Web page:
Question from a pro in the CPEP® posture specialist program:
“How do I leverage the health fair I did at a top-tier corporation to a bigger relationship with the company…?”
The corporate employees were engaged with the posture analysis pictures she took, and now she wants to give the HR manager ammunition to talk to his boss. She also wanted to know…
“Is there a research documented connection between posture, health and productivity?”
Short answer for everyone: YES.
Long answer for you: Yes, but a lot more research needs to be done.
Here’s what the experts agree on so far:
An international group of experts created recommendations to guide employers on best sitting versus standing activity levels at work. Published in the prestigious British Journal of Sports Medicine, “The sedentary office: an expert statement on the growing case for change towards better health and productivity” ranked the quality of current literature with the American College of Sports Medicine system of 4 behavioral groups.
They likened the 4 levels of activity to the gears of a car, “where R = “reverse”, 1 and 2 = light activities within daily living, 3 and 4 are moderate to vigorous activities either in daily life or as part of leisure-time pursuits, exercise and sport” (adapting a model connecting activity and heart disease from the British Heart Foundation)
The flaw in many health promotion programs they identified was attempting to go from “R to 3rd gear, missing targeted interventions in 1st and 2nd gear and thus resulting in behavioural “stalling” (relapse), as would occur in a car if one attempted to go from Reverse into 3rd or 4th gear.” Their consensus was to design work to avoid continuous sedentary behaviour, thereby “engaging people in activity at gears 1 and 2”.
For desk based workers, the recommendations are for progressive change in a direction, “towards accumulating 2 h/day of standing and light activity (light walking) during working hours, eventually progressing to a total accumulation of 4 h/day (prorated to part-time hours)”. They concluded advising “seated-based work should be regularly broken up with standing-based work, the use of sit-stand desks, or the taking of short active standing breaks.”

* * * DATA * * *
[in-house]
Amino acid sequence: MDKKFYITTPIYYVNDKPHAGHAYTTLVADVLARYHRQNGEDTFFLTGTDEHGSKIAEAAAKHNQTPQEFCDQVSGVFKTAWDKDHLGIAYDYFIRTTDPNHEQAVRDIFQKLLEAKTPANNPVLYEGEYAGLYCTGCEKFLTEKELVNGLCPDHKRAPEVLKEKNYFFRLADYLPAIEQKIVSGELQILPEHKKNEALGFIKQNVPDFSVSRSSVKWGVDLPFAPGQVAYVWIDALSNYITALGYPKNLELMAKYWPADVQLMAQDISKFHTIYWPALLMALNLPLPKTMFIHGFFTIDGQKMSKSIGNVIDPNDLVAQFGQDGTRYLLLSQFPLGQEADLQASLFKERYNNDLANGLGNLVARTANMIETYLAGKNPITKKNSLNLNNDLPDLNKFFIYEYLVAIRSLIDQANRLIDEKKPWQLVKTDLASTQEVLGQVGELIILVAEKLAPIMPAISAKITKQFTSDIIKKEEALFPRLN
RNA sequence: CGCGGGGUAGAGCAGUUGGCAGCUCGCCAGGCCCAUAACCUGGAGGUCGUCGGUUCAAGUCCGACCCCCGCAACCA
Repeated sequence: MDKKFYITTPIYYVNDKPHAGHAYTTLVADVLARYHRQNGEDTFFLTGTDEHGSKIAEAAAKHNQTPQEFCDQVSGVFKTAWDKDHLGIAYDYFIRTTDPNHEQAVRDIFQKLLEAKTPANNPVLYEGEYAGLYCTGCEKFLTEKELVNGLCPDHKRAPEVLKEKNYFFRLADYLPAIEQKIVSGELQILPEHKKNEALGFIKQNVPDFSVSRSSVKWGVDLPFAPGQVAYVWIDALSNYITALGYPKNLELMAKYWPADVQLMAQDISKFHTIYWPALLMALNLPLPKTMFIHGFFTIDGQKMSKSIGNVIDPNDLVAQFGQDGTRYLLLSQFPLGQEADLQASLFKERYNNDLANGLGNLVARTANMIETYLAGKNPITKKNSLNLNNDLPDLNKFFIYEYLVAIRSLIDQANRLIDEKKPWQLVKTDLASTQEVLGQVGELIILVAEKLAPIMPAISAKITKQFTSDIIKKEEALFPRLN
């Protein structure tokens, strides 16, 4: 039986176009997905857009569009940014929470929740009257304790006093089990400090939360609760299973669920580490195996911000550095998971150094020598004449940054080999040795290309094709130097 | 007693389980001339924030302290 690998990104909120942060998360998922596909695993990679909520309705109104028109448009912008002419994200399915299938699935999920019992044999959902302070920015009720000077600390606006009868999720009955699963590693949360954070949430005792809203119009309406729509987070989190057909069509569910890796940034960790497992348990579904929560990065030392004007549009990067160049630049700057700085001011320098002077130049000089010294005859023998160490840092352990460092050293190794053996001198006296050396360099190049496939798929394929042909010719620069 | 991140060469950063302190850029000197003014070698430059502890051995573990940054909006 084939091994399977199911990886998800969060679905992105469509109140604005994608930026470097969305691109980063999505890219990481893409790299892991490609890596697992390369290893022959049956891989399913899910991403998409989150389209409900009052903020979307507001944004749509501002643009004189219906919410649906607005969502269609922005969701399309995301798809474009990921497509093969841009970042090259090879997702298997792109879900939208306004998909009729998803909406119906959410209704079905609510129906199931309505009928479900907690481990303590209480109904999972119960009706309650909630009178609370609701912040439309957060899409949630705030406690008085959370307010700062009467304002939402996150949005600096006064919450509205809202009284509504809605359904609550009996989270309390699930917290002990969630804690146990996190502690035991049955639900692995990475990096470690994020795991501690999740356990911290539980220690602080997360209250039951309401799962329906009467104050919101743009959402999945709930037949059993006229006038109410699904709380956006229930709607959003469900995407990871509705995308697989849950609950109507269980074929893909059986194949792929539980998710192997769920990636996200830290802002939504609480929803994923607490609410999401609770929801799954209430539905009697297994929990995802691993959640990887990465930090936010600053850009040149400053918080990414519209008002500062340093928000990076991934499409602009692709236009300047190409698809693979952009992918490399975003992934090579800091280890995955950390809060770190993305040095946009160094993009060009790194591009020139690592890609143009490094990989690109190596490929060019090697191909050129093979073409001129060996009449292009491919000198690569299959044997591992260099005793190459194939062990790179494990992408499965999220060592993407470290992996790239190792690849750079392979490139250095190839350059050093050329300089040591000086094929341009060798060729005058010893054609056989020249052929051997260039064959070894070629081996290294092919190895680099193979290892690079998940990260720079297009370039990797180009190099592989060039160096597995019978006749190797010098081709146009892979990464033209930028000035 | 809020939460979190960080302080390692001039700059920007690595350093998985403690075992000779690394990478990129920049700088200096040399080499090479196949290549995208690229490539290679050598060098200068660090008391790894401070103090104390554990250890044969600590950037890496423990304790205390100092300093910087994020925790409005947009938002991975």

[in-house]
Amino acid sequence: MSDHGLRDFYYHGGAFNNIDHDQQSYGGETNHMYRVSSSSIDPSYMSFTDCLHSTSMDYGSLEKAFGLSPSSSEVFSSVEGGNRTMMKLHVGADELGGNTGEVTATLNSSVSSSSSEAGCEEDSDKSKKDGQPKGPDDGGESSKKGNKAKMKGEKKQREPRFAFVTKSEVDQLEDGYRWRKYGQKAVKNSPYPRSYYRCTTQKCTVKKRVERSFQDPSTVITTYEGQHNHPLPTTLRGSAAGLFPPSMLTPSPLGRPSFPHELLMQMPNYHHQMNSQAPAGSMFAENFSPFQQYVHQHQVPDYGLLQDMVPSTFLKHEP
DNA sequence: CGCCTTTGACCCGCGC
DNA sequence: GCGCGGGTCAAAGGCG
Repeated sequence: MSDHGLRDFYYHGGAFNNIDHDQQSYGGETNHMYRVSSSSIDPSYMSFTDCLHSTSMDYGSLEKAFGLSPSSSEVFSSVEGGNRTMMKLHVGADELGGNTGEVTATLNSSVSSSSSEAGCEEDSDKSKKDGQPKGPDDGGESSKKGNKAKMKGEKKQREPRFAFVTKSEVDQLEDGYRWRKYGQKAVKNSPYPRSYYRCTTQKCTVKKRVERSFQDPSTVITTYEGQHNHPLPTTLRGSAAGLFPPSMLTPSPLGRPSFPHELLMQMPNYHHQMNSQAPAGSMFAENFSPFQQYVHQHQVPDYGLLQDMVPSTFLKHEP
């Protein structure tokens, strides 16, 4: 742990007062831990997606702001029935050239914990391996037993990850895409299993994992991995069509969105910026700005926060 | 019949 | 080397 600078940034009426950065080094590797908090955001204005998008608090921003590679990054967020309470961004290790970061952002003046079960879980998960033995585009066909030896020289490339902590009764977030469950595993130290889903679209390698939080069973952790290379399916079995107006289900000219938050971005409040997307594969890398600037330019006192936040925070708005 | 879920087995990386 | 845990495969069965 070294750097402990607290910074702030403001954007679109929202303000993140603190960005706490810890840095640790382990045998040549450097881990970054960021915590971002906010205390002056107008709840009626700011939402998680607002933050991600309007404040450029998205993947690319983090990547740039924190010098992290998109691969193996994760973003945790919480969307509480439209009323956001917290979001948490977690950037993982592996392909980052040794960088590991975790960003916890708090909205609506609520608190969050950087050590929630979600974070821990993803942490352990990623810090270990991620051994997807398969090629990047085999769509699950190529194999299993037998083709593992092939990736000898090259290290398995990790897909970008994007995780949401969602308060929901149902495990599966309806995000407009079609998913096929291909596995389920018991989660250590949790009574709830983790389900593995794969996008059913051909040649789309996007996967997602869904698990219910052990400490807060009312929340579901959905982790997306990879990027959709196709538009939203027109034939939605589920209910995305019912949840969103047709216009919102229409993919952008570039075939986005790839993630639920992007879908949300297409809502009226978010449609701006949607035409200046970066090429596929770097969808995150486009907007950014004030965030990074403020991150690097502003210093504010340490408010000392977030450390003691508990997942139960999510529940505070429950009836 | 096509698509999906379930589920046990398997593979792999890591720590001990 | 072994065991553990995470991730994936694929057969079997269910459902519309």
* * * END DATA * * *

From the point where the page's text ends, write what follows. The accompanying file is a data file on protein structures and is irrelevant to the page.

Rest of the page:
Targeting progressive change in a direction with respect to sitting vs standing activity makes their recommendations for professionals who address posture in the workplace, because it opens the door to answering the question of “What are you doing when you aren’t sitting or standing”.
Micro-breaks make sense, but especially for employers focused on the bottom line and productivity, offering classes for structured exercise breaks (i.e. StrongPosture® breaks) is one opening to a greater relationship with local corporations.
An effective framework for professionals to address posture in the workplace is using the ACE model (see PostureMonth.org for more info on ACE framework):
- Build Awareness (take posture pictures)
- Train Control (teach StrongPosture® exercise)
- Design an intelligent posture Environment (optimize workstations)
For an intelligent posture environment, standing desks are great, but the core recommendations noted “prolonged static standing postures be avoided; movement does need to be checked and corrected on a regular basis especially in the presence of any musculoskeletal sensation”, and “seated-based work should be regularly broken up with standing-based work and vice versa, and thus, sit-stand adjustable desk stations are highly recommended”.
Also, when those not accustomed to standing may experience “musculoskeletal sensations and some fatigue as part of the positive adaptive process”, and if the pain persists after taking a break “then seeking appropriate medical advice is recommended”.
So consider desks that go up and down during the day, and working that into your classes. Plant the seed to return next year for posture picture follow-up reports.
Planning a corporate health screening? We can help with portable grids, a corporate health lecture that’s ready for you to teach, and a posture screening book with forms to walk you through the process! Checkout this and more on PostureZone.com.
 Townsend N, Bhatnagar P, Wickramasinghe K, et al. Physical activity statistics 2012. London: British Heart Foundation, 2012.
 Buckley, J. P., Hedge, A., Yates, T., Copeland, R. J., Loosemore, M., Hamer, M., . . . Dunstan, D. W. (2015). The sedentary office: A growing case for change towards better health and productivity. Expert statement commissioned by public health england and the active working community interest company. British Journal of Sports Medicine. doi:10.1136/bjsports-2015-09461